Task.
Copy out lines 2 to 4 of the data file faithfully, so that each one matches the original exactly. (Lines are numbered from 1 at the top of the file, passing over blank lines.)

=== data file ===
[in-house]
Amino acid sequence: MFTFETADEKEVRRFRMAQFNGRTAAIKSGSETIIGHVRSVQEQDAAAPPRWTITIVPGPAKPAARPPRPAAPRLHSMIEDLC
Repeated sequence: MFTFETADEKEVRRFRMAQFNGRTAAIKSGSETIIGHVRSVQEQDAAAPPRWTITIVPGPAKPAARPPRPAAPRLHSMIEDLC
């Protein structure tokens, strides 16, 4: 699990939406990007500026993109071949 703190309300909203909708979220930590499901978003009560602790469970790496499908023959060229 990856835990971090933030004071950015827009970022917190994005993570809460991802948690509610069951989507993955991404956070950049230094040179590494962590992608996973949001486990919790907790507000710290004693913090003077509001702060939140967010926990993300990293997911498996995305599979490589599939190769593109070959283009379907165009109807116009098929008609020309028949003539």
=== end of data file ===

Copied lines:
Amino acid sequence: MFTFETADEKEVRRFRMAQFNGRTAAIKSGSETIIGHVRSVQEQDAAAPPRWTITIVPGPAKPAARPPRPAAPRLHSMIEDLC
Repeated sequence: MFTFETADEKEVRRFRMAQFNGRTAAIKSGSETIIGHVRSVQEQDAAAPPRWTITIVPGPAKPAARPPRPAAPRLHSMIEDLC
């Protein structure tokens, strides 16, 4: 699990939406990007500026993109071949 703190309300909203909708979220930590499901978003009560602790469970790496499908023959060229 990856835990971090933030004071950015827009970022917190994005993570809460991802948690509610069951989507993955991404956070950049230094040179590494962590992608996973949001486990919790907790507000710290004693913090003077509001702060939140967010926990993300990293997911498996995305599979490589599939190769593109070959283009379907165009109807116009098929008609020309028949003539």